In the Greek capital, a mid-century apartment block gets a modern facelift.
Born in Australia to Greek parents, Nectar Efkarpidis spent his childhood shuttling between continents. He would spend term time at home in Canberra and the European winter in Greece, often staying with relatives in Thessaloniki. It was here that the future developer was introduced to polykatoikia. Literally translating as “many houses”, these modular apartment blocks began to spring up in Greek cities in the 1950s to cater to an influx of residents from the countryside. “The polykatoikia where my aunt and cousins lived was intensely social,” says Efkarpidis. “Everyone knew each other. It was like a vertical village. As children we were always rushing between floors running errands for our parents.”
Efkarpidis and his brother Jonathan went on to become directors of their family’s firm Molonglo in 2004, transforming it into one of Australia’s most unconventional property developers. Six years ago, however, Efkarpidis decided to extend Molonglo’s operations beyond the southern hemisphere. He bought several derelict buildings and apartments in Athenian polykatoikia, intending to restore and update them for modern living.
“Growing up I used to look at these buildings and think, ‘God, these are horrible – why are we making these hideous things?’” says Efkarpidis. “But now I think they’re fascinating both architecturally and socially. There are examples where a family would build a house and when their children grew up the parents would add an upper floor for them. They would then go on to build another floor for their own children. These places are representations of multi-generational living with a really strong communal arrangement to them.”
Sadly, the collapse of the Greek economy in 2008 triggered an era of decline for polykatoikia. The porters who manned the doors were laid off, commercial units on the ground floor fell empty and banks foreclosed on thousands of apartments across Greece’s cities. “People suffered,” says Efkarpidis. “There was a lot of economic hardship. But there was also a shift, particularly among young people. If they can’t buy a house or own a car, those things no longer occupy their mind. So they turned to theatre, to poetry and conversations. The crisis has been problematic for our cultural confidence. But as a process, it has really energised Athens.”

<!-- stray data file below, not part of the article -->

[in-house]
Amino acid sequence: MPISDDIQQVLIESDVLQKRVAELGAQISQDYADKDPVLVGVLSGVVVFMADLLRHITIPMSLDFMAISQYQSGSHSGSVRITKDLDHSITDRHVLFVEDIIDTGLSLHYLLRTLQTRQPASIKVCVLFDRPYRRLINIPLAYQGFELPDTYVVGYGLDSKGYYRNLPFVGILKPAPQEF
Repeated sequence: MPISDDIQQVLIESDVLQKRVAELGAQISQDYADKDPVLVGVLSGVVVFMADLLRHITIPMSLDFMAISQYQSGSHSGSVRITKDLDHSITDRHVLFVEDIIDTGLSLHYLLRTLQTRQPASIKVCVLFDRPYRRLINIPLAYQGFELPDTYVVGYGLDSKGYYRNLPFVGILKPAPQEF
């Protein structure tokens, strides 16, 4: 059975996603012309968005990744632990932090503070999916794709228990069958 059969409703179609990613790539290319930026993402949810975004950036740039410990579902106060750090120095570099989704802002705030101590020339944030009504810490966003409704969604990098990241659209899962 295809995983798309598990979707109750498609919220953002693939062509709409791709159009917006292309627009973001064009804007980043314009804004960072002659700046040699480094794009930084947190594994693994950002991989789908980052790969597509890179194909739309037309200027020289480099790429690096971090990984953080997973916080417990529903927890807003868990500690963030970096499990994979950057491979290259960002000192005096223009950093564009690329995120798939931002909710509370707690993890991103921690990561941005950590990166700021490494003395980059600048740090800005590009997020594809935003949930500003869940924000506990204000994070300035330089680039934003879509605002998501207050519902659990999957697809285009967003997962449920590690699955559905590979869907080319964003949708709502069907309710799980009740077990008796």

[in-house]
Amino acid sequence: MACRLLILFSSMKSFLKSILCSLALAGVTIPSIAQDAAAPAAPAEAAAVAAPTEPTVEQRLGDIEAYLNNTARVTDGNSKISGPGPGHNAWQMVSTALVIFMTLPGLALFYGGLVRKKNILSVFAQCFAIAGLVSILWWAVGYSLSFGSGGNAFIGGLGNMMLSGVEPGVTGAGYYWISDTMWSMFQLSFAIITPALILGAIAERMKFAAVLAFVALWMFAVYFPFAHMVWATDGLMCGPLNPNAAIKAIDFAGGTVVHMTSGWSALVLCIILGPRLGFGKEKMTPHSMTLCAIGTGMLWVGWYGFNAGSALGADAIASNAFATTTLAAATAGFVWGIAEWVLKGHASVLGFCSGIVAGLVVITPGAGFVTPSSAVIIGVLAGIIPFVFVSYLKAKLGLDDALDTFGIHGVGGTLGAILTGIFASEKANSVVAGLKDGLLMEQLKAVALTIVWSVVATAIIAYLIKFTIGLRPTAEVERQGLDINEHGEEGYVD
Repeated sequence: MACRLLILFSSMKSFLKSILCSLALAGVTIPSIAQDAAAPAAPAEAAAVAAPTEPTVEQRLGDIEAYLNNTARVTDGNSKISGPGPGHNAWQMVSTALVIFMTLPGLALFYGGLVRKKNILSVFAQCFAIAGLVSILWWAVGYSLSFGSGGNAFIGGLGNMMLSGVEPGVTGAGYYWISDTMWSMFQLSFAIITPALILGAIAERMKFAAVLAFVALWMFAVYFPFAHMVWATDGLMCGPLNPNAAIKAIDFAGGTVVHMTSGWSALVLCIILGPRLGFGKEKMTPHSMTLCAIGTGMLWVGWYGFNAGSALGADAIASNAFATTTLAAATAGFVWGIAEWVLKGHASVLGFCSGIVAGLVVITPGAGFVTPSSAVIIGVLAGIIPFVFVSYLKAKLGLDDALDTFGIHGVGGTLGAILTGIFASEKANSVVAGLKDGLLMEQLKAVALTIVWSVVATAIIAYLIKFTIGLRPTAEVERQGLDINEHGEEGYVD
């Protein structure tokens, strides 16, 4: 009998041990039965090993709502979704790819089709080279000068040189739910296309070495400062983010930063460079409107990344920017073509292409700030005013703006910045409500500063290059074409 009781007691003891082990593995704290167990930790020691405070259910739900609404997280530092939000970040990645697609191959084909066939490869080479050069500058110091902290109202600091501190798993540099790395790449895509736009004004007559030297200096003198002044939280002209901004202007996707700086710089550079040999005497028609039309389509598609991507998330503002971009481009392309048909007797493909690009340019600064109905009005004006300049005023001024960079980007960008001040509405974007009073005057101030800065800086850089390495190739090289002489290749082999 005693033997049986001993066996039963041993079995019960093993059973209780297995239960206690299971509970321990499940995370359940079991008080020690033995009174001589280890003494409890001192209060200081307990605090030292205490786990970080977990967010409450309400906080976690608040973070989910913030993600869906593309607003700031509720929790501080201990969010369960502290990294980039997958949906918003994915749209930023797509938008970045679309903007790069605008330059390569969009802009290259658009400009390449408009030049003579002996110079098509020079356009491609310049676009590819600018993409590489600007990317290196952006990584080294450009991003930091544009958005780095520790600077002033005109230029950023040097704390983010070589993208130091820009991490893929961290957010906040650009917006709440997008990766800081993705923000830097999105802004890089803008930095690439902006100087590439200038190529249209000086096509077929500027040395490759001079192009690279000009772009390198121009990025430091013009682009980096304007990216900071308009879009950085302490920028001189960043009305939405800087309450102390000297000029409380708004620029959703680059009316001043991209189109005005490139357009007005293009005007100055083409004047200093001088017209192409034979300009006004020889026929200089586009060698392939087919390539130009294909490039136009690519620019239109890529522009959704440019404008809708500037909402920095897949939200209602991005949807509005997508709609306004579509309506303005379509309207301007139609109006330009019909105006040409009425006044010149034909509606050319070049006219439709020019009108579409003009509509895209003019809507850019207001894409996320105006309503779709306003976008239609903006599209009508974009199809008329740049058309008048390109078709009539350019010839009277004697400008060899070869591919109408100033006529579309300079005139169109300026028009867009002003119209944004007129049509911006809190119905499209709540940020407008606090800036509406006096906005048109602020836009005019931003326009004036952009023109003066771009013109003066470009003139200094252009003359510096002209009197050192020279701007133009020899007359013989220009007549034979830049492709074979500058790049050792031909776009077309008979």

Fascinated by the new cultural identity that was emerging as the dust of the financial crash settled, Efkarpidis decided that the time was right to undertake new projects that would support the city’s regeneration. “Athens has an energy consistent with the Greek spirit,” says Efkarpidis. “It is both anarchic and charming. And there is opportunity in the cracks and the crevices.”
In the past few months Molonglo has completed its first two projects in the Greek capital: a glass-fronted studio apartment in the city’s Koukaki neighbourhood and a two-bedroom flat on the third floor of a polykatoikia in Kypseli. Their luminous, terrazzo-floored interiors are the work of British architects Royffe Flynn. “They weren’t in a great state when we acquired them so we were starting from scratch,” says Luke Royffe, who worked on the project with his wife, Emma Flynn. “We wanted to keep as many original elements as possible, so we began to strip the place while looking at what we could retain.”
The timber flooring at the Kypseli apartment was replaced with their own spin on the traditional Athenian terrazzo, which involved setting large, angular chunks of locally sourced Kokkinarás marble, cut from a single block, into the floor. “We tried to be as sensitive as possible and make subtle interventions,” says Flynn. “We wanted to keep that humble, functional Greek perspective, overlaid with some more playful additions.”
In the Kypseli apartment, they kept most of the original joinery, including the wooden doors and 1950s kitchen units, as well as most of the marble in the bathroom. The process of renovating both spaces involved the architects creating a strong network of Athenian craftspeople and specialists. The pair worked with lamp-makers and carpenters as well as experts at the nearby botanical nurseries, who helped to fill the apartments’ balconies with hardy native plants. But finding collaborators with the right expertise and capabilities wasn’t always easy. “The economic crisis led to a skills drain and a lot of craftspeople went out of business in 2008,” says Royffe. “For example, all of the lights came from a local maker who used to be able to go down the road and get his glass blown there. He can’t do that any more and has to ship in shades from Italy, so it’s a complex process for him.”